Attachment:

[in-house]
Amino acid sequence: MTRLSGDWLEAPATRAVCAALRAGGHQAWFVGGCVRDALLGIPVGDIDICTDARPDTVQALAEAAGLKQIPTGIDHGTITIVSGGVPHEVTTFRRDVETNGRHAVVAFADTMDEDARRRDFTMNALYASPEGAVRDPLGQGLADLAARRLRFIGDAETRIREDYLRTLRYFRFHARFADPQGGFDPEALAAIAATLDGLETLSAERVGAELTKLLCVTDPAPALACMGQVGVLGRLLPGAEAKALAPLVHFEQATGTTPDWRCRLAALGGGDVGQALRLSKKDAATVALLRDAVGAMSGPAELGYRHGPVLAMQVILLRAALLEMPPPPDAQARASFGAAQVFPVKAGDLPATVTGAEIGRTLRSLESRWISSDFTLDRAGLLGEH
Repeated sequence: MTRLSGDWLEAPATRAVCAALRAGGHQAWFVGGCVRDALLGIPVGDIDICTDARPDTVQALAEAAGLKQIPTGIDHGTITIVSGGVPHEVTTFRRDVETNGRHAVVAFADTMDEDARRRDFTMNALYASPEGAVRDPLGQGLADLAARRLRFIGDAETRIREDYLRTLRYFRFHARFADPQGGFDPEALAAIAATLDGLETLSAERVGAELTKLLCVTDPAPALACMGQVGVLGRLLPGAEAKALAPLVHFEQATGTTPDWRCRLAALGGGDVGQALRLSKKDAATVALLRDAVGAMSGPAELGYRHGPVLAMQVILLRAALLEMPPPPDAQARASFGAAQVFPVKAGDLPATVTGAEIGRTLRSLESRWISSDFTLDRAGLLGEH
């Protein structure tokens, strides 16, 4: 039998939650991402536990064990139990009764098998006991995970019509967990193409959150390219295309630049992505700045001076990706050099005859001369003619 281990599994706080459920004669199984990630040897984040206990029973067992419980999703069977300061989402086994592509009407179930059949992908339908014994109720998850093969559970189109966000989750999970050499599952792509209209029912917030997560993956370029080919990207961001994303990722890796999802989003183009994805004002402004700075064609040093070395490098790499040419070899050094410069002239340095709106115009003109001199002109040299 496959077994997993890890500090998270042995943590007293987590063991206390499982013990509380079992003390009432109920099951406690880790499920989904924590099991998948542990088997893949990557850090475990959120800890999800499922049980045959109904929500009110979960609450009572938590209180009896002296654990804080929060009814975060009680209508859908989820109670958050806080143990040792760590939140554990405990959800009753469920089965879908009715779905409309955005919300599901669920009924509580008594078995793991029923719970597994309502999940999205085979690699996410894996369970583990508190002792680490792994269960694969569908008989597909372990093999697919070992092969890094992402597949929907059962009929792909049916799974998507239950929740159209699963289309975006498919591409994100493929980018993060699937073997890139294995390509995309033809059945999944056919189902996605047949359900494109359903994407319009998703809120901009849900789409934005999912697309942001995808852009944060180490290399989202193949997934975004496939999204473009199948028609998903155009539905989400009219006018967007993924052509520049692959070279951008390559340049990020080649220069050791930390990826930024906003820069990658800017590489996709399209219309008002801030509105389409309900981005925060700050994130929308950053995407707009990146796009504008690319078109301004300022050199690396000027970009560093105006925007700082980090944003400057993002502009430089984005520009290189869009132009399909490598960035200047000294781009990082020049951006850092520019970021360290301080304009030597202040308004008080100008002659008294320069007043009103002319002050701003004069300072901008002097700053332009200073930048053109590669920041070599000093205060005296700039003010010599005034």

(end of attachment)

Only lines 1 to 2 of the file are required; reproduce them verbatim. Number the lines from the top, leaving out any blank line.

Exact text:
[in-house]
Amino acid sequence: MTRLSGDWLEAPATRAVCAALRAGGHQAWFVGGCVRDALLGIPVGDIDICTDARPDTVQALAEAAGLKQIPTGIDHGTITIVSGGVPHEVTTFRRDVETNGRHAVVAFADTMDEDARRRDFTMNALYASPEGAVRDPLGQGLADLAARRLRFIGDAETRIREDYLRTLRYFRFHARFADPQGGFDPEALAAIAATLDGLETLSAERVGAELTKLLCVTDPAPALACMGQVGVLGRLLPGAEAKALAPLVHFEQATGTTPDWRCRLAALGGGDVGQALRLSKKDAATVALLRDAVGAMSGPAELGYRHGPVLAMQVILLRAALLEMPPPPDAQARASFGAAQVFPVKAGDLPATVTGAEIGRTLRSLESRWISSDFTLDRAGLLGEH